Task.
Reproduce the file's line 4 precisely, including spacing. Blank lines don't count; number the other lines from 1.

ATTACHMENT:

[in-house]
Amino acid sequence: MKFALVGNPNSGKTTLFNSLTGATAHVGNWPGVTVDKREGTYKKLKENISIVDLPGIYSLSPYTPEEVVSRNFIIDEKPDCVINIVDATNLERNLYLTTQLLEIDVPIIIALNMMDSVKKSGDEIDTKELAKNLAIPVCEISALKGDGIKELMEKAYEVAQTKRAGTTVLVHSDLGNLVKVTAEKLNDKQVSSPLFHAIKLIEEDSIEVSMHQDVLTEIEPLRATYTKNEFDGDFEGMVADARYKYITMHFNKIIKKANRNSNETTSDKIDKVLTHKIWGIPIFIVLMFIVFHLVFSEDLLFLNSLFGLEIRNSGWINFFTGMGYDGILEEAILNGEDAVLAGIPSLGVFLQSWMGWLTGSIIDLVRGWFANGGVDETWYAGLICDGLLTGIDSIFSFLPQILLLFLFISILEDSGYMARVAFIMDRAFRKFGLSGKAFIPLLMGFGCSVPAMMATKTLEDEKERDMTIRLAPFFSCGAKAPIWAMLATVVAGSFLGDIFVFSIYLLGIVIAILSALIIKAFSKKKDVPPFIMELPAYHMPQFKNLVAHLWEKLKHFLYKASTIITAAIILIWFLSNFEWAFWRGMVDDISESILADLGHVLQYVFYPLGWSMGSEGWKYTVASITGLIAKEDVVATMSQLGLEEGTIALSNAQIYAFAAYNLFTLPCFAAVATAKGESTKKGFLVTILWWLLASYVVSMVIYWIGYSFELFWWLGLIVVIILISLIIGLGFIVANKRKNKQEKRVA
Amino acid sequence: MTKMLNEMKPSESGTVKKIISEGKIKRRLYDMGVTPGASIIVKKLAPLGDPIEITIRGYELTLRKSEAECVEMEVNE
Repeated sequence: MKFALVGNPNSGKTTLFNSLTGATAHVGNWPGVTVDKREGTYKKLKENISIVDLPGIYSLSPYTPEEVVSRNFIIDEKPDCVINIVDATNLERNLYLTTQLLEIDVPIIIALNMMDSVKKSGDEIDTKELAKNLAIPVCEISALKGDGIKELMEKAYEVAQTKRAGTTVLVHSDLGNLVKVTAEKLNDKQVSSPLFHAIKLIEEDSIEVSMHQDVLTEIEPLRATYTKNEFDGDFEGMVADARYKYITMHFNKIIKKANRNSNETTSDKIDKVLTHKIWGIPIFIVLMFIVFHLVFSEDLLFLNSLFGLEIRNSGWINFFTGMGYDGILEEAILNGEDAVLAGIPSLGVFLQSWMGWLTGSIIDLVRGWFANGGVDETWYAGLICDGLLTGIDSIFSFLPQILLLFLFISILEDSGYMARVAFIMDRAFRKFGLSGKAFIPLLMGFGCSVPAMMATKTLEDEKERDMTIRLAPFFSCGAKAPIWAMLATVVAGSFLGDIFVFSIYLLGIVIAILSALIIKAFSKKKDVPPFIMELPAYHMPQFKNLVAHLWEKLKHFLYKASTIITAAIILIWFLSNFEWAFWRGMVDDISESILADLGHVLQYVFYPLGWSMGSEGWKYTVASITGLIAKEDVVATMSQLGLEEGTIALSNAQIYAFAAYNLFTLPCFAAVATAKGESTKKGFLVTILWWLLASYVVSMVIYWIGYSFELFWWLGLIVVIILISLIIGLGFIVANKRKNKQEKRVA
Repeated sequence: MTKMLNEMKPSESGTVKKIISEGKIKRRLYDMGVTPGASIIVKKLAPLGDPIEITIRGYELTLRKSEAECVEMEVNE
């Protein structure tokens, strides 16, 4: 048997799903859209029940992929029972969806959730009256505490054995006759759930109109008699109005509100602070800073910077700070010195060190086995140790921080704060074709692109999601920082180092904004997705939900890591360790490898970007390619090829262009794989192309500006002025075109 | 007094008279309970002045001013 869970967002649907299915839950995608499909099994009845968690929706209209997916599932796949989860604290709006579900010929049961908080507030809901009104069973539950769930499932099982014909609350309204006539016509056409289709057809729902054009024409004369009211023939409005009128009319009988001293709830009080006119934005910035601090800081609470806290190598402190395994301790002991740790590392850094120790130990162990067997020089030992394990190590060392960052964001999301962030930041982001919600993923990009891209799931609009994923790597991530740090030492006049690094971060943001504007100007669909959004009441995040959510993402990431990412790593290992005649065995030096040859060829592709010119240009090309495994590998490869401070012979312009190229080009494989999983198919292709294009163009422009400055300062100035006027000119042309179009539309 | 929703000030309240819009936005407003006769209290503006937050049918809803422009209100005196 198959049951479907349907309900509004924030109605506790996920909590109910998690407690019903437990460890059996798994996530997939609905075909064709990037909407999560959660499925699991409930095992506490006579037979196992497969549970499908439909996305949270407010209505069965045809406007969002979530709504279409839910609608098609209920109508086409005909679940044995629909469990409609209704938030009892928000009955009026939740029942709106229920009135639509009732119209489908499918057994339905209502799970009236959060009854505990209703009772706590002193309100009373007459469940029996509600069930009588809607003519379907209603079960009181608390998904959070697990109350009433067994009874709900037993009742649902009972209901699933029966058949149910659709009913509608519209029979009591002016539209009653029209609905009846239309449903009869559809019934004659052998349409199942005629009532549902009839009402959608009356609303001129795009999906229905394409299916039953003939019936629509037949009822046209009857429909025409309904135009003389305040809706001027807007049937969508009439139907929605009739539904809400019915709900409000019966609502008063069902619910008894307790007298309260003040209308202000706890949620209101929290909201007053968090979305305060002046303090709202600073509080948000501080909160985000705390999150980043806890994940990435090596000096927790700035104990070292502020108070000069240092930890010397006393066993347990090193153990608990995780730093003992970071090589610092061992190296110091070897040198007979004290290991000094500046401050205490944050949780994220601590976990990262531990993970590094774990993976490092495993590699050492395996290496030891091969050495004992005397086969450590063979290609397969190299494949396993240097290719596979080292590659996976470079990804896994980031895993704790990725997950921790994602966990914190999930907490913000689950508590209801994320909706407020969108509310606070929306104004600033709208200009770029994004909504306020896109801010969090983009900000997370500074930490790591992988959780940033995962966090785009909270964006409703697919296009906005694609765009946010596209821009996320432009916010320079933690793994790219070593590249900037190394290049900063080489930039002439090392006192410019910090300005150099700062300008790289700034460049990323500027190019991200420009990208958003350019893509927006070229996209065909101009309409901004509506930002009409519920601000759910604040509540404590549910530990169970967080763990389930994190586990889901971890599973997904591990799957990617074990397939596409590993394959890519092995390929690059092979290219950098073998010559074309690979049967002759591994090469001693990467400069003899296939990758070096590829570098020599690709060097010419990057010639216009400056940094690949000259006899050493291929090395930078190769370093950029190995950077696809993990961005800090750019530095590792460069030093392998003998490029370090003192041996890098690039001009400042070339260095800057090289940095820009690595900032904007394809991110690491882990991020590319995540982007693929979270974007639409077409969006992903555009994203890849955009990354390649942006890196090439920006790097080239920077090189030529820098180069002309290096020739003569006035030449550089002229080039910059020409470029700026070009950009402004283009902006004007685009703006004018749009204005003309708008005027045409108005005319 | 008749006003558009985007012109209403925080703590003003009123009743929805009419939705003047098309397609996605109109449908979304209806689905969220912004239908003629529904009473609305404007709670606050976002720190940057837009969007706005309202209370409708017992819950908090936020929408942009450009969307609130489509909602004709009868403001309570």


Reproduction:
Repeated sequence: MKFALVGNPNSGKTTLFNSLTGATAHVGNWPGVTVDKREGTYKKLKENISIVDLPGIYSLSPYTPEEVVSRNFIIDEKPDCVINIVDATNLERNLYLTTQLLEIDVPIIIALNMMDSVKKSGDEIDTKELAKNLAIPVCEISALKGDGIKELMEKAYEVAQTKRAGTTVLVHSDLGNLVKVTAEKLNDKQVSSPLFHAIKLIEEDSIEVSMHQDVLTEIEPLRATYTKNEFDGDFEGMVADARYKYITMHFNKIIKKANRNSNETTSDKIDKVLTHKIWGIPIFIVLMFIVFHLVFSEDLLFLNSLFGLEIRNSGWINFFTGMGYDGILEEAILNGEDAVLAGIPSLGVFLQSWMGWLTGSIIDLVRGWFANGGVDETWYAGLICDGLLTGIDSIFSFLPQILLLFLFISILEDSGYMARVAFIMDRAFRKFGLSGKAFIPLLMGFGCSVPAMMATKTLEDEKERDMTIRLAPFFSCGAKAPIWAMLATVVAGSFLGDIFVFSIYLLGIVIAILSALIIKAFSKKKDVPPFIMELPAYHMPQFKNLVAHLWEKLKHFLYKASTIITAAIILIWFLSNFEWAFWRGMVDDISESILADLGHVLQYVFYPLGWSMGSEGWKYTVASITGLIAKEDVVATMSQLGLEEGTIALSNAQIYAFAAYNLFTLPCFAAVATAKGESTKKGFLVTILWWLLASYVVSMVIYWIGYSFELFWWLGLIVVIILISLIIGLGFIVANKRKNKQEKRVA